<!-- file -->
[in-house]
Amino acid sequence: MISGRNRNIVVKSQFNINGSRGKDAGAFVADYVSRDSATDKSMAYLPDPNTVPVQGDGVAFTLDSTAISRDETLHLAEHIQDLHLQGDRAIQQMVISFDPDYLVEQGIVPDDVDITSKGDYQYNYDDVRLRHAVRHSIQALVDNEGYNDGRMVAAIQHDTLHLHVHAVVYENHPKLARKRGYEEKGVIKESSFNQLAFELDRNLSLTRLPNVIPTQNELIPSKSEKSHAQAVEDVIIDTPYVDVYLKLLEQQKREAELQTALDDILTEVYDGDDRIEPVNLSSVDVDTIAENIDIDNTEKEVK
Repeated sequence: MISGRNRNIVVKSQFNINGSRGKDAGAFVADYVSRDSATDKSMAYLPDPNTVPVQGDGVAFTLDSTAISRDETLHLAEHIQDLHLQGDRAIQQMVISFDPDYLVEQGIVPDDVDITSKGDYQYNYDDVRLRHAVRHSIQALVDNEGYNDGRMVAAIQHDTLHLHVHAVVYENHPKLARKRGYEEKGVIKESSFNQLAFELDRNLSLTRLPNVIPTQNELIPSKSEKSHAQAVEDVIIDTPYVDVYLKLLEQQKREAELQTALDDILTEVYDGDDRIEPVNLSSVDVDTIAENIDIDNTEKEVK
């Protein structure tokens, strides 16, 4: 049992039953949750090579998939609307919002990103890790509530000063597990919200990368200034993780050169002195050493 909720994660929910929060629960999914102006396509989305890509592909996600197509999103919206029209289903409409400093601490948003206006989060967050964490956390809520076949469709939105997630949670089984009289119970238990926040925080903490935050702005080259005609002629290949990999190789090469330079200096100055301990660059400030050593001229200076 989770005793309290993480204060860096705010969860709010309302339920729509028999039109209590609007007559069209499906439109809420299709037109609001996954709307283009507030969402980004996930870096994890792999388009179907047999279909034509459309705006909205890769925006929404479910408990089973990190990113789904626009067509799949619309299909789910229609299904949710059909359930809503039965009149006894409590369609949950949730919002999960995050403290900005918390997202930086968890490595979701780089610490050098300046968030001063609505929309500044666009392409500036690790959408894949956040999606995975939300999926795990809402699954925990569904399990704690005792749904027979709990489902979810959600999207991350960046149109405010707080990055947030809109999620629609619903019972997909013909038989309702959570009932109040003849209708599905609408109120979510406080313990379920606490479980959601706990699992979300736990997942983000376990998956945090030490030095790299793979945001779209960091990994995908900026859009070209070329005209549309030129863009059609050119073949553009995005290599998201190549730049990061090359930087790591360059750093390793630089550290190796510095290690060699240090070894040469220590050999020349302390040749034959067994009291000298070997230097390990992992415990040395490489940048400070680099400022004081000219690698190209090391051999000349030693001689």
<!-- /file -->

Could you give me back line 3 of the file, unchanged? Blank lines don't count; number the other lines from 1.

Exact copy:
Repeated sequence: MISGRNRNIVVKSQFNINGSRGKDAGAFVADYVSRDSATDKSMAYLPDPNTVPVQGDGVAFTLDSTAISRDETLHLAEHIQDLHLQGDRAIQQMVISFDPDYLVEQGIVPDDVDITSKGDYQYNYDDVRLRHAVRHSIQALVDNEGYNDGRMVAAIQHDTLHLHVHAVVYENHPKLARKRGYEEKGVIKESSFNQLAFELDRNLSLTRLPNVIPTQNELIPSKSEKSHAQAVEDVIIDTPYVDVYLKLLEQQKREAELQTALDDILTEVYDGDDRIEPVNLSSVDVDTIAENIDIDNTEKEVK